I really enjoyed Ms Gardner's earlier novels for teenagers, a captivating mixture of historical detail and magical fantasy, but her latest books prove that she cannot be pigeon-holed and her imagination is limitless.
This stunning story takes us to `Zone Seven', a thoroughly unpleasant part of `The Motherland' where Standish Treadwell and his grandfather live in a street of derelict houses. The population is controlled by a brutal regime. This is a place where a boy can be beaten to death by a teacher, just because he laughed; a place where people, like Standish's parents, his friend Hector and his family, just disappear; a place where "the sky fell in long ago". `The Motherland' intends to send a manned rocket to the moon to impress the world, and its own unfortunate inhabitants, with its power and technological superiority. Standish Treadwell, the dimwit who sits at the back of the class daydreaming and is bullied by his teacher as well as the other pupils, is not impressed by this. He may be seen as stupid by everyone else in the school, but he has good reason to know that the moon project is not what it seems.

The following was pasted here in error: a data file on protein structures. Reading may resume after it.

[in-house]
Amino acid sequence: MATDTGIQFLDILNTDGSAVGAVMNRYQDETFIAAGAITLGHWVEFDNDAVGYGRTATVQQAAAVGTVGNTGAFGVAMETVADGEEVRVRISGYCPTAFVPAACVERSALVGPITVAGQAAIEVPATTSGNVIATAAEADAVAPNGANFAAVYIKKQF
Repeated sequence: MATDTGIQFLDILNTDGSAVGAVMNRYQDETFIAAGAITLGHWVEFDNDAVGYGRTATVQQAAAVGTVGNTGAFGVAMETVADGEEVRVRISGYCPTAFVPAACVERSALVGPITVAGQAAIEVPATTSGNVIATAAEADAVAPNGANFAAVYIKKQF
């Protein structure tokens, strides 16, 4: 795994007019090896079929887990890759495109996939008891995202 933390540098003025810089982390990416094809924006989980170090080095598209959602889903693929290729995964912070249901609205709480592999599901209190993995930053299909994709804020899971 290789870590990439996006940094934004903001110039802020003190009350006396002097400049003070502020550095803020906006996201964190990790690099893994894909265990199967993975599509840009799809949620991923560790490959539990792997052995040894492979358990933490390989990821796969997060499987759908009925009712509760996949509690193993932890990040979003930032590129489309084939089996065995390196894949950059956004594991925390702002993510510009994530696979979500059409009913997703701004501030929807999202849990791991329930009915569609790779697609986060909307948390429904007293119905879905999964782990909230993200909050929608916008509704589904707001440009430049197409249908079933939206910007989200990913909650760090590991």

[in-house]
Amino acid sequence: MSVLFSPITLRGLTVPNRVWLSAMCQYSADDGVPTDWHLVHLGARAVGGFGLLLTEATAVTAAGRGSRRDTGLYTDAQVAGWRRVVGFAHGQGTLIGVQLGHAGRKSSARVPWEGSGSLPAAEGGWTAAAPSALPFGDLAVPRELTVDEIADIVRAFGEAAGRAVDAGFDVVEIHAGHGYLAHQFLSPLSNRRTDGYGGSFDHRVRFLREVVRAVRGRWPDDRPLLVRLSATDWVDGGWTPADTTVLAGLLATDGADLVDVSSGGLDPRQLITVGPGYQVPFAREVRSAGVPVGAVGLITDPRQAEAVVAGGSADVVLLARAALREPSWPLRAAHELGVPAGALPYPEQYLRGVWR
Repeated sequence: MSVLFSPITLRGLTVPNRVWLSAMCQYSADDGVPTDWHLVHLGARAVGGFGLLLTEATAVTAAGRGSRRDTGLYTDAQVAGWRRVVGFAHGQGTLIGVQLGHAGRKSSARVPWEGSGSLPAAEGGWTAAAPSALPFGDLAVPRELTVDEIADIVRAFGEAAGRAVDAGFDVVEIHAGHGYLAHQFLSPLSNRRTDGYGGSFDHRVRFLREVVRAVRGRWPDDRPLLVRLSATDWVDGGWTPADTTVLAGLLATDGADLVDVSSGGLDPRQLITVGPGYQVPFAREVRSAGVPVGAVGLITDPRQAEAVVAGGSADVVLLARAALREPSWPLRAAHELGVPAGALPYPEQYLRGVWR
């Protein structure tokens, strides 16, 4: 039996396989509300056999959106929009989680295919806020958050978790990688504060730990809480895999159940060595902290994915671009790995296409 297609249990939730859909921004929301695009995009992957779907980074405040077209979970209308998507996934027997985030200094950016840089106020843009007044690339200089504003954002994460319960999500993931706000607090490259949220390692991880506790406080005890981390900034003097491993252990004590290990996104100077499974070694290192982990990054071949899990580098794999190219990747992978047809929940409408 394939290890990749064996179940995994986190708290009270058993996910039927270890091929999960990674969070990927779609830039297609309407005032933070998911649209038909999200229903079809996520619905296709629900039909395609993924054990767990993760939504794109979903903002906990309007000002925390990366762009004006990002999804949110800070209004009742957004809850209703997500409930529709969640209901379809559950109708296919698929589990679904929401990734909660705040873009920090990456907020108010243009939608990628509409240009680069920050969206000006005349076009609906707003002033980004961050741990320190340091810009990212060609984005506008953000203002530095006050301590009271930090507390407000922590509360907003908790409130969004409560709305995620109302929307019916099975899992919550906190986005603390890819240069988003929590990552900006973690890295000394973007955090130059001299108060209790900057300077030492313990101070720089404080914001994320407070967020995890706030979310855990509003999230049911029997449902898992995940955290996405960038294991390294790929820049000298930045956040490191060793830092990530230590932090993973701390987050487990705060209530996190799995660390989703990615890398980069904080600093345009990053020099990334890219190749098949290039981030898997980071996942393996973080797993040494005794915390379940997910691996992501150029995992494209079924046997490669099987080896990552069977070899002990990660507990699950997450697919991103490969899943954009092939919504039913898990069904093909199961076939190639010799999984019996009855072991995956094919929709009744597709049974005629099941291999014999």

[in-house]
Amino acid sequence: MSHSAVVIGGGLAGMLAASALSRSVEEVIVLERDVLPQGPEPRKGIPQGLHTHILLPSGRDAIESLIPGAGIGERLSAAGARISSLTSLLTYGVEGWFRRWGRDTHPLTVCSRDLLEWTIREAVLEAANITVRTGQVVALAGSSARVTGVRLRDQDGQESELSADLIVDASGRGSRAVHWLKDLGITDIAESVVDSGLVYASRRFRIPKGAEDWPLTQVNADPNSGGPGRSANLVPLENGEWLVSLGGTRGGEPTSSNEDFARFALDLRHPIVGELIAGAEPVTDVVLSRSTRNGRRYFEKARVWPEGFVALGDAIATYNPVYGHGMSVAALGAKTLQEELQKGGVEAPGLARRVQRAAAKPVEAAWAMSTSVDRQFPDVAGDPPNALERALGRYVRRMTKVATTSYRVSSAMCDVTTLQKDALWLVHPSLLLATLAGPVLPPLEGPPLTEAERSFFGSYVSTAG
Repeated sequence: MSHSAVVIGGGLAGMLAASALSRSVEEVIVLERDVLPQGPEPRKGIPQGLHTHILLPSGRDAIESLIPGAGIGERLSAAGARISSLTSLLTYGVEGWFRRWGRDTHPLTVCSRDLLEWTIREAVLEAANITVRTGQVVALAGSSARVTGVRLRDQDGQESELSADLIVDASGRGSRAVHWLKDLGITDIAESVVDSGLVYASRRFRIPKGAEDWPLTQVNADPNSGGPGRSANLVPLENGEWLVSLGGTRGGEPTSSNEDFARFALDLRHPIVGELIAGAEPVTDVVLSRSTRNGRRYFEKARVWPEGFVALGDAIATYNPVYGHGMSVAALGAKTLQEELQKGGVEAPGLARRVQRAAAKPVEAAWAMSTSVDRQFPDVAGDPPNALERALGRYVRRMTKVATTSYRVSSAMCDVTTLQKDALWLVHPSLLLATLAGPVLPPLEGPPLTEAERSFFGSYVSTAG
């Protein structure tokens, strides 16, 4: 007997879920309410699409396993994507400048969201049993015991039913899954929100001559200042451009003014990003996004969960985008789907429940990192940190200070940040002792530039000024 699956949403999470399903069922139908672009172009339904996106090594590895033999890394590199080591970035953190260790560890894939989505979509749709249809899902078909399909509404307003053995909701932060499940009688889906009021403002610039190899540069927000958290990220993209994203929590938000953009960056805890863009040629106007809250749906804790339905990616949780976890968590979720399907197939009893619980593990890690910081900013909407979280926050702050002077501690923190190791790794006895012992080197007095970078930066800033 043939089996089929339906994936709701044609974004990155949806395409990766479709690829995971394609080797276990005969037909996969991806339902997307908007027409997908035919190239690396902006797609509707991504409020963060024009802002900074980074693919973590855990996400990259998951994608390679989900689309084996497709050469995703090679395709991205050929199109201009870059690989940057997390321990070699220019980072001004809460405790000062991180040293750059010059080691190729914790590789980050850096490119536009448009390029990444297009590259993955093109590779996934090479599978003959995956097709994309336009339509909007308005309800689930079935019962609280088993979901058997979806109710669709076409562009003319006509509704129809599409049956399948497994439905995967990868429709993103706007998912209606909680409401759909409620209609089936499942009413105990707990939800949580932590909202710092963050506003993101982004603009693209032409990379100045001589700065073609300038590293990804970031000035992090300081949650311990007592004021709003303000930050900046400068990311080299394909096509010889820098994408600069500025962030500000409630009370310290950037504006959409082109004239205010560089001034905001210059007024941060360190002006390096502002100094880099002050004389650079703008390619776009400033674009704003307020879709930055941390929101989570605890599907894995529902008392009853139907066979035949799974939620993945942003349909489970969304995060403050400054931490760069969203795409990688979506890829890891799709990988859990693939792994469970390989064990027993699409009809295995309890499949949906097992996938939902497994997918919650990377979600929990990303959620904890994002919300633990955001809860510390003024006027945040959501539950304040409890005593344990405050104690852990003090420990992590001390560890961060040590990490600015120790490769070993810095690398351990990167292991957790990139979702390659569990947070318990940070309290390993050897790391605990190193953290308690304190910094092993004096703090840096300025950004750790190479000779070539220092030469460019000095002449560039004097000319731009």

This chilling, but totally engaging, tale is narrated by Standish himself, a boy who copes with the harshness of his daily life by planning his escape to planet `Juniper' with his friend Hector in the papier-māché space craft he is building at home or the life he and Hector plan to live in the land of Technicolor, Croca-Cola and ice-cream coloured Cadillacs. Not many people would have imagined that Standish would turn out to be the bravest of them all. Make sure you follow the sequence of illustrations (the flies and the rat) that threads its way through the book as a kind of Memento Mori. This is a book you will remember for a long time.